Page images




ES; thank my ftars! as early as I knew This Town, I had the fenfe to hate it Yet here, as ev'n in Hell, there must be ftill One Giant-Vice, fo excellently ill,

That all befide, one pities, not abhors;

As who knows Sappho, fmiles at other whores.
I grant that Poetry 's a crying fin;
It brought (no doubt) th' Excise and Army in:
Catch'd like the Plague, or Love, the Lord knows how,
But that the cure is ftarving, all allow.
Yet like the Papift's, is the Poet's state,
Poor and difarm'd, and hardly worth your




IR; though (I thank God for it) I do hate



In all ill things, fo excellently beft,
That hate towards them, breeds pity towards the rest.
Though Poetry, indeed, be fuch a fin,

As I think, that brings dearth and Spaniards in:
Though like the peftilence and old-fashion'd love,
Ridlingly it catch men, and doth remove

Never, till it be ftarv'd out; yet their state
Is poor, difarm'd, like Papifts, not worth hate.

Here a lean Bard, whose wit could never give
Himself a dinner, makes an Actor live:
The Thief condemn'd, in law already dead,
So prompts, and faves a rogue who cannot read.
Thus as the pipes of fome carv'd Organ move,
The gilded puppets dance and mount above.
Heav'd by the breath th' inspiring bellows blow:
Th' infpiring bellows lie and pant below.

One fings the Fair: but fongs no longer move;
No rat is rhym'd to death, nor maid to love:
In love's, in nature's fpite, the fiege they hold,
And fcorn the flesh, the devil, and all but gold.
These write to Lords, fome mean reward to get, 25
As needy beggars fing at doors for meat.

Bring not now their old fears, nor their old harms;
Rams and flings now are filly battery,

Pistolets are the best artillery.



And they who write to Lords, rewards to get,
Are they not like fingers at doors for meat?
And they who write, because all write, have still
That 'fcufe for writing, and for writing ill.


One (like a wretch, which at barre judg'd as dead,
Yet prompts him which stands next, and cannot read,
And faves his life) gives Idiot Actors means
(Starving himself) to live by 's labour'd fcenes.
As in fome Organs Puppits dance above,
And bellows pant below, which them do move.
One would move love by rhymes; but witchcraft's

[ocr errors]

Those write because all write, and so have still
Excufe for writing, and for writing ill.

Wretched indeed! but far more wretched yet
Is he who makes his meal on others wit:
'Tis chang'd, no doubt, from what it was before;
His rank digestion makes it wit no more:
Senfe, paft through him, no longer is the fame;
For food digefted takes another name.

I pass o'er all those Confeffors and Martyrs,
Who live like S-tt-n, or who die like Chartres,
Out-cant old Efdras, or out-drink his heir,
Out-ufure Jews, or Irishmen out-fwear;
Wicked as Pages, who in early years
Act fins which Prifca's Confeffor fcarce hears.
Ev'n those I pardon, for whose finful fake
Schoolmen new tenements in hell must make;

But he is worst, who beggarly doth chaw
Others wits fruits, and in his ravenous maw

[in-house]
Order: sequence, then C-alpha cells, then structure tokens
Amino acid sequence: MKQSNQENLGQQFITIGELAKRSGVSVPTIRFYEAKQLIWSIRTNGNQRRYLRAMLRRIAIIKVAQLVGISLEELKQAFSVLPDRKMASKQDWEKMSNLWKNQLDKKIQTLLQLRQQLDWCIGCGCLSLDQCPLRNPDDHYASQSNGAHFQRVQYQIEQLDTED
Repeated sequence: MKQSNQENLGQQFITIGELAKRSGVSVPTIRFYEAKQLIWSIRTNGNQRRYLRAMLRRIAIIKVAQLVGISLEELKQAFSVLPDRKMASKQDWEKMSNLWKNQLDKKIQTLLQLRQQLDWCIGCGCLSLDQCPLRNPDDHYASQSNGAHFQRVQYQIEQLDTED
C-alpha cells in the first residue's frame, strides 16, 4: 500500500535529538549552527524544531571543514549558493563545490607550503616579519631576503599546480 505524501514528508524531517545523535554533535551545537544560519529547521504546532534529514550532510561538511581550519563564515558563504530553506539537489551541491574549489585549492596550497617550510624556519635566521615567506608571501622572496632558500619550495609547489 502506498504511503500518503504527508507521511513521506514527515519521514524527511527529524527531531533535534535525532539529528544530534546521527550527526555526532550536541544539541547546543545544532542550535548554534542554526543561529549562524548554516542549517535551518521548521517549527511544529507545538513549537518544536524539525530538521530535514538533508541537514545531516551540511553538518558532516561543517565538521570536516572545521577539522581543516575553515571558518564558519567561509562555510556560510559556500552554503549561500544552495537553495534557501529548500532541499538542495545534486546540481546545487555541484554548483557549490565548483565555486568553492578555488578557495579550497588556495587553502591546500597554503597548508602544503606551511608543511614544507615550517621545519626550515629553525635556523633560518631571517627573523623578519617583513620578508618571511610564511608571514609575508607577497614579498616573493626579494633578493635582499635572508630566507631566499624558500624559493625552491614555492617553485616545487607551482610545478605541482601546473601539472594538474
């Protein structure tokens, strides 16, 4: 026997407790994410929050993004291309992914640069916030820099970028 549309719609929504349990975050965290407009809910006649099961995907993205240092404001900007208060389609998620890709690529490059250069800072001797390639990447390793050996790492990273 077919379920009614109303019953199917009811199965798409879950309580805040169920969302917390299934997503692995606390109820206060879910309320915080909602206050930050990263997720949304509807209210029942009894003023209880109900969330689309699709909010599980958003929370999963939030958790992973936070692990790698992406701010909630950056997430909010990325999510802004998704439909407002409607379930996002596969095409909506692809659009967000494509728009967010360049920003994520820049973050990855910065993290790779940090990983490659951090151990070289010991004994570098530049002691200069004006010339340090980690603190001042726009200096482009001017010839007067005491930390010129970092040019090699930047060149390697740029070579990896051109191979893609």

Rankly digefted, doth those things out-fpue,
As his own things; and they 're his own, 'tis true,
For if one eat my meat, though it be known
The meat was mine, the excrement 's his own.

But thefe do me no harm, nor they which use,
. to out-ufure Jews,
To out-drink the fea, t' out-fwear the Letanie,
Who with fins all kinds as familiar be
As Confeffors, and for whofe finful fake
Schoolmen new tenements in hell must make;





[ocr errors]


Of whose strange crimes no Canonift can tell
In what Commandment's large contents they dwell.
One, one man only breeds my just offence;
Whom crimes gave wealth, and wealth gave Impudence:
Time, that at last matures a clap to pox,
Whose gentle progrefs makes a calf an ox,
And brings all natural events to pass,
Hath made him an Attorney of an Ass.
No young divine, new-benefic'd, can be
More pert, more proud, more pofitive, than he.
What further could I wish the fop to do,
But turn a wit, and fcribble verses too?
Pierce the foft labyrinth of a Lady's ear
With rhymes of this per cent. and that per year?
Or court a Wife, spread out his wily parts,
Like nets or lime-twigs, for rich Widows hearts;
Call himself Barrister to every wench,
And wooe in language of the Pleas and Bench?




Whofe ftrange fins Canonifts could hardly tell
In which Commandment's large receit they dwell.

But these punish themselves. The infolence
Of Cofcus, only, breeds my juft offence,

Whom time (which rots all, and makes botches pox,
And plodding on, must make a calf an ox)
Hath made a Lawyer; which (alas) of late;
But fcarce a Poet: jollier of this state,
Than are new-benefic'd Minifters, he throws
Like nets or lime-twigs wherefoe'er he goes

Language, which Boreas might to Aufter hold
More rough than forty Germans when they scold.
Curs'd be the wretch, fo venal and fo vain :
Paltry and proud, as drabs in Drury-lane.
'Tis fuch a bounty as was never known,
If PETER deigns to help you to your own:
What thanks, what praise, if Peter but fupplies!
And what a folemn face, if he denies!
Grave, as when prisoners shake the head and swear
'Twas only Suretiship that brought them there. 70
His Office keeps your Parchment fates entire,
He starves with cold to fave them from the fire;
For you he walks the streets through rain or duft,
For not in Chariots Peter puts his truft;


His tittle of Barrister on every wench,

And wooes in language of the Pleas and Bench. * * Words, words which would tear


The tender labyrinth of a Maid's foft ear:
More, more than ten Sclavonians fcolding, more
Than when winds in our ruin'd Abbeys roar.
Then fick with Poetry, and poffeft with Muse
Thou waft, and mad I hop'd; but men which chufe
Law practice for mere gain: bold foul repute
Worfe than imbrothel'd ftrumpets prostitute.
Now like an owl-like watchman he must walk,
His hand ftill at a bill; now he must talk
Idly, like prifoners, which whole months will fwear,
That only furetiship had brought them there,

« PreviousContinue »